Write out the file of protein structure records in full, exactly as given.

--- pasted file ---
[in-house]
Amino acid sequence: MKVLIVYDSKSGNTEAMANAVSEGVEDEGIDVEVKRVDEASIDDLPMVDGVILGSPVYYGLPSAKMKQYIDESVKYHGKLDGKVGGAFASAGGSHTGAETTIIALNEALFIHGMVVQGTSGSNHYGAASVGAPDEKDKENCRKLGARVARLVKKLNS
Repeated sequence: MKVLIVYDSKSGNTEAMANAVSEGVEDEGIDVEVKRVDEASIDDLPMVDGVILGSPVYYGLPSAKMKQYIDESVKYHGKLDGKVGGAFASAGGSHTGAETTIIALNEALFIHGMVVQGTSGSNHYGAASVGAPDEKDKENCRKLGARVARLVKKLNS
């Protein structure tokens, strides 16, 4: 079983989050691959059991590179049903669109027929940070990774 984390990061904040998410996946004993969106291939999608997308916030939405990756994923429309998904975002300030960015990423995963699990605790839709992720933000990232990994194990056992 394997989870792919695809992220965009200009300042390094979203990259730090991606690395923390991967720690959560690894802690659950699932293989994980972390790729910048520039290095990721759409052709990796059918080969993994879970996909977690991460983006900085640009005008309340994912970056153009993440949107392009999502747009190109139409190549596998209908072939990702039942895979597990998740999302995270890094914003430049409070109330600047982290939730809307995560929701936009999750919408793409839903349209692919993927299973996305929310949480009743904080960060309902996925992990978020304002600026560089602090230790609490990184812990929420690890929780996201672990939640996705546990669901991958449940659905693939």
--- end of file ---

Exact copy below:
[in-house]
Amino acid sequence: MKVLIVYDSKSGNTEAMANAVSEGVEDEGIDVEVKRVDEASIDDLPMVDGVILGSPVYYGLPSAKMKQYIDESVKYHGKLDGKVGGAFASAGGSHTGAETTIIALNEALFIHGMVVQGTSGSNHYGAASVGAPDEKDKENCRKLGARVARLVKKLNS
Repeated sequence: MKVLIVYDSKSGNTEAMANAVSEGVEDEGIDVEVKRVDEASIDDLPMVDGVILGSPVYYGLPSAKMKQYIDESVKYHGKLDGKVGGAFASAGGSHTGAETTIIALNEALFIHGMVVQGTSGSNHYGAASVGAPDEKDKENCRKLGARVARLVKKLNS
């Protein structure tokens, strides 16, 4: 079983989050691959059991590179049903669109027929940070990774 984390990061904040998410996946004993969106291939999608997308916030939405990756994923429309998904975002300030960015990423995963699990605790839709992720933000990232990994194990056992 394997989870792919695809992220965009200009300042390094979203990259730090991606690395923390991967720690959560690894802690659950699932293989994980972390790729910048520039290095990721759409052709990796059918080969993994879970996909977690991460983006900085640009005008309340994912970056153009993440949107392009999502747009190109139409190549596998209908072939990702039942895979597990998740999302995270890094914003430049409070109330600047982290939730809307995560929701936009999750919408793409839903349209692919993927299973996305929310949480009743904080960060309902996925992990978020304002600026560089602090230790609490990184812990929420690890929780996201672990939640996705546990669901991958449940659905693939």